Low-paid and often working without proper protection, these women are fighting to be recognized.
VIJAYALAKSHMI SHARMA RANG the doorbell of an apartment in a sprawling housing complex in Noida, a satellite city of New Delhi that has been designated a COVID-19 red zone.
As she waited for someone to answer the door, she tightened her dupatta, a traditional long scarf, around her head, and adjusted her surgical mask. She tapped the register in her hand a tad impatiently. She was only on the sixth floor and it was already 1 p.m. She had another 17 floors to cover that day.
The door finally opened and a face peeked out. After a quick introduction, Sharma fired off a list of questions: How many people live here? Is there a domestic worker? Has anyone complained of fever or feeling unwell? The glass bangles on her wrist collided with each other as she recorded the replies on her questionnaire.
A few hours later, she sat in the housing complex’s park with four colleagues, drinking water and fanning her face with the register. Between the five of them, they had to cover nearly 1,400 flats in 16 towers over the course of the day. “We don’t mind the work. It benefits our communities,” Sharma said, adding that she and her coworkers consider it their “social duty.”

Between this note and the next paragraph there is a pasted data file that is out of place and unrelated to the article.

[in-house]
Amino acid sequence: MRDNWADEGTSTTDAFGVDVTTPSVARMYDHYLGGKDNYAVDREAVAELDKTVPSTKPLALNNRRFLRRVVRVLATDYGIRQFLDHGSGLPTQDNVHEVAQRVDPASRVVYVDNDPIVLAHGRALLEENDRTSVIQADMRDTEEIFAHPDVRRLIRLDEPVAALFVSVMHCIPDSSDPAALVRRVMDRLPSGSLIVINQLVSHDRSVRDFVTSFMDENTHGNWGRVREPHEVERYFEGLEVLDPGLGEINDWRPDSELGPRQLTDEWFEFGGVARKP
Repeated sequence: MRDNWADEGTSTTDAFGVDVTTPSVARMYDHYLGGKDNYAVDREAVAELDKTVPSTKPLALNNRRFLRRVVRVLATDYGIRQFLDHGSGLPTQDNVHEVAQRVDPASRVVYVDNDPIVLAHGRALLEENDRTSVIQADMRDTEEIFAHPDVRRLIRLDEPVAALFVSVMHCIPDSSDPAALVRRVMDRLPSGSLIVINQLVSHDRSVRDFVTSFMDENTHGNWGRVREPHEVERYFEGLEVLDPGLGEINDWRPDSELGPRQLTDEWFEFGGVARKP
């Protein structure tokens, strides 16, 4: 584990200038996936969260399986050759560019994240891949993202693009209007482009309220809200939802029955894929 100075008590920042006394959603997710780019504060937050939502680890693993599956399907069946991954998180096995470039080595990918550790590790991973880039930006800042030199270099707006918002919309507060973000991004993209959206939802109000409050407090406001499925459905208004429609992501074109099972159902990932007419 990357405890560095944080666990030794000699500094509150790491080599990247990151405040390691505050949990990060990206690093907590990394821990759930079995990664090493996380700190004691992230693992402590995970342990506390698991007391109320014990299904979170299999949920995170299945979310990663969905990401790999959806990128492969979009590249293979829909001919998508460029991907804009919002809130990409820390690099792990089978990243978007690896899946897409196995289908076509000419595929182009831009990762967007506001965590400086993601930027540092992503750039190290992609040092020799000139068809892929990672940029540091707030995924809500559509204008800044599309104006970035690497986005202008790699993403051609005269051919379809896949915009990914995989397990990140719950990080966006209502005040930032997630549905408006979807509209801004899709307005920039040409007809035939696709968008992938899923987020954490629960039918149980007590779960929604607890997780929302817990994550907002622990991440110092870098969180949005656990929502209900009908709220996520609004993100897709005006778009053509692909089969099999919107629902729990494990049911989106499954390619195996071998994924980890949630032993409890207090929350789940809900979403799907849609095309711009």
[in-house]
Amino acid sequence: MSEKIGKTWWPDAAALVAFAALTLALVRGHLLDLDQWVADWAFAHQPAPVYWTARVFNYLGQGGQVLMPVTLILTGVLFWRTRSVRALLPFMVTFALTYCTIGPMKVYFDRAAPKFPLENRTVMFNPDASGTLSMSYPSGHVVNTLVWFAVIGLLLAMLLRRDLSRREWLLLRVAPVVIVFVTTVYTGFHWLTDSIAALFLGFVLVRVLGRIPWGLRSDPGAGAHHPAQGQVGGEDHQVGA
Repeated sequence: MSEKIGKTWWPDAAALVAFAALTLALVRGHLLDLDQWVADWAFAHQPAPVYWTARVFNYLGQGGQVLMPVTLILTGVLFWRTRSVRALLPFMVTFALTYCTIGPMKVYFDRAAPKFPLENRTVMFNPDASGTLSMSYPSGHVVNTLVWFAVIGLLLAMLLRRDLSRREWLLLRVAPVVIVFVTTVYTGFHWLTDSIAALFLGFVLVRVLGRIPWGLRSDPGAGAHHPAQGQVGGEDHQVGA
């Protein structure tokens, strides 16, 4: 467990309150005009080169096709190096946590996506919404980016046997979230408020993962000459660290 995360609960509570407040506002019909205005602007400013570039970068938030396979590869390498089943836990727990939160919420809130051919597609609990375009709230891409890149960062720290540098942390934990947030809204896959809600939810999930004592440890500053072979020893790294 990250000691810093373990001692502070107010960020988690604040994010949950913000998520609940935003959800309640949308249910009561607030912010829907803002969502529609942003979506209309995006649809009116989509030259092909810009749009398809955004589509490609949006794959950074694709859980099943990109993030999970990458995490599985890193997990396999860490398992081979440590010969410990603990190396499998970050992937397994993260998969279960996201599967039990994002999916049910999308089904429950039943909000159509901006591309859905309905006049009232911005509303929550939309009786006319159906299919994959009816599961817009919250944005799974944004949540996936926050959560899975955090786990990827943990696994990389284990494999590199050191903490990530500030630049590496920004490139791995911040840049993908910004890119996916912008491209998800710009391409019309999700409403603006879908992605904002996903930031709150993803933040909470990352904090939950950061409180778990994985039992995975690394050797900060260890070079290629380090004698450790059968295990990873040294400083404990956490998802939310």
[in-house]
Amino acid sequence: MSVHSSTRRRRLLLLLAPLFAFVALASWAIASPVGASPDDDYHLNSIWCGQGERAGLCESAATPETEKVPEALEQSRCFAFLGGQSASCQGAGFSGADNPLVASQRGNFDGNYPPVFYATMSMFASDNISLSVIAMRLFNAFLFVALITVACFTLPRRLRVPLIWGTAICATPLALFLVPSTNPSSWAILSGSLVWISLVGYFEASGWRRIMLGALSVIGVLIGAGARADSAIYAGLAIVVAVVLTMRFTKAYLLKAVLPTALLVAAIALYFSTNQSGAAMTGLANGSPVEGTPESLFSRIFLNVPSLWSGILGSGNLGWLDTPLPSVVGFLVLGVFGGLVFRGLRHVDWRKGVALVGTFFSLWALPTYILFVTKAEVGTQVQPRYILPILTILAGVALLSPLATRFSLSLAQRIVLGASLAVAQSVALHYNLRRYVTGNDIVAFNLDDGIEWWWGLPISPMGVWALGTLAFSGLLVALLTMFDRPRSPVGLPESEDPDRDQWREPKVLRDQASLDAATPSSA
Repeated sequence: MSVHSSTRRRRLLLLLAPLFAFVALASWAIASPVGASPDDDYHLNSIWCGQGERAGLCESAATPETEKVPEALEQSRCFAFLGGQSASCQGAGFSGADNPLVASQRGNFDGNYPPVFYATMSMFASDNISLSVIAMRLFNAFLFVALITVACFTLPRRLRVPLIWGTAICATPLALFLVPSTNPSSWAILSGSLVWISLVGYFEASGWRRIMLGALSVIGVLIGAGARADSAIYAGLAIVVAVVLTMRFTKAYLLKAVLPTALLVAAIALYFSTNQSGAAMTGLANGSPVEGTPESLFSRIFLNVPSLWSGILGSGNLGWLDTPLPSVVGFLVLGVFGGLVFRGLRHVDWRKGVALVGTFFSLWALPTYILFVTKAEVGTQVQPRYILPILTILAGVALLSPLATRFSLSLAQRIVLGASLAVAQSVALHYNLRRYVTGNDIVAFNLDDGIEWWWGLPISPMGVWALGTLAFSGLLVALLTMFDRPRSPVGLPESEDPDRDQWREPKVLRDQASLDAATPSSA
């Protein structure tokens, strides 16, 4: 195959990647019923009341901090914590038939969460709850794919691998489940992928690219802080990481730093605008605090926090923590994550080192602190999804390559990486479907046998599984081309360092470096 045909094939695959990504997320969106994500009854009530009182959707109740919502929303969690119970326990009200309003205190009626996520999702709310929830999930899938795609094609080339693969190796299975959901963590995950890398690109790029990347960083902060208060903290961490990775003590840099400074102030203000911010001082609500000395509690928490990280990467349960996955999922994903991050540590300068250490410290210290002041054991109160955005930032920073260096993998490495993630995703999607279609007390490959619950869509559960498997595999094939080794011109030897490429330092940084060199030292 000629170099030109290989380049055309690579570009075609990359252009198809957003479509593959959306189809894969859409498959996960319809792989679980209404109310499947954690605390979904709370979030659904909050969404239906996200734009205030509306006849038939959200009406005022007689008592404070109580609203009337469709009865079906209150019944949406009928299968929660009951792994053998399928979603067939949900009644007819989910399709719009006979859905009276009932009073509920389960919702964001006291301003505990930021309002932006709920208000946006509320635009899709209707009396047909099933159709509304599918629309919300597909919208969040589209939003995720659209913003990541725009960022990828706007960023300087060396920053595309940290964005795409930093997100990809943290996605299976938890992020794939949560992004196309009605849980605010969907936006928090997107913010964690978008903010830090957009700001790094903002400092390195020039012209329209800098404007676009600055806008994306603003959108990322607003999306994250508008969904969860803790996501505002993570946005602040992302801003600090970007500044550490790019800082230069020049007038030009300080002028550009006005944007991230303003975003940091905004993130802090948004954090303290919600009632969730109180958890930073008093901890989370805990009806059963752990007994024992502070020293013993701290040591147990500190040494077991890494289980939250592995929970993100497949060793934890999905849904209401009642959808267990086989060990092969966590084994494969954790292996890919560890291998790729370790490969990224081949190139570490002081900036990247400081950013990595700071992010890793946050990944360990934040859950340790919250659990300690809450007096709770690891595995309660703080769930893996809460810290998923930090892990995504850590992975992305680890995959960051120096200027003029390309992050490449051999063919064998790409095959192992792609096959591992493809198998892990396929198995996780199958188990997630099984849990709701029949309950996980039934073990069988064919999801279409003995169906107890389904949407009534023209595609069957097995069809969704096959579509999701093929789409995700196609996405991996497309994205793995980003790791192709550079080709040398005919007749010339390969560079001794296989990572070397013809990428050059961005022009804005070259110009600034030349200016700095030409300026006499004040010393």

Sharma is a community health worker. She works in one of India’s more than 1.3 million anganwadi centers, established by the government in 1975 to address malnutrition among vulnerable women and children. With the outbreak of the pandemic, the nation’s 2.7 million anganwadi workers have also become frontline responders in the fight against coronavirus in their communities. On top of their usual responsibilities, they distribute dry rations and cooked food, screen people for COVID-19, and spread awareness of the virus. Working alongside them are about a million Accredited Social Health Activists (ASHAs), charged with tracking migrants returning home, monitoring contact tracing, reporting suspected COVID-19 cases, and accompanying the sick to nearby medical centers.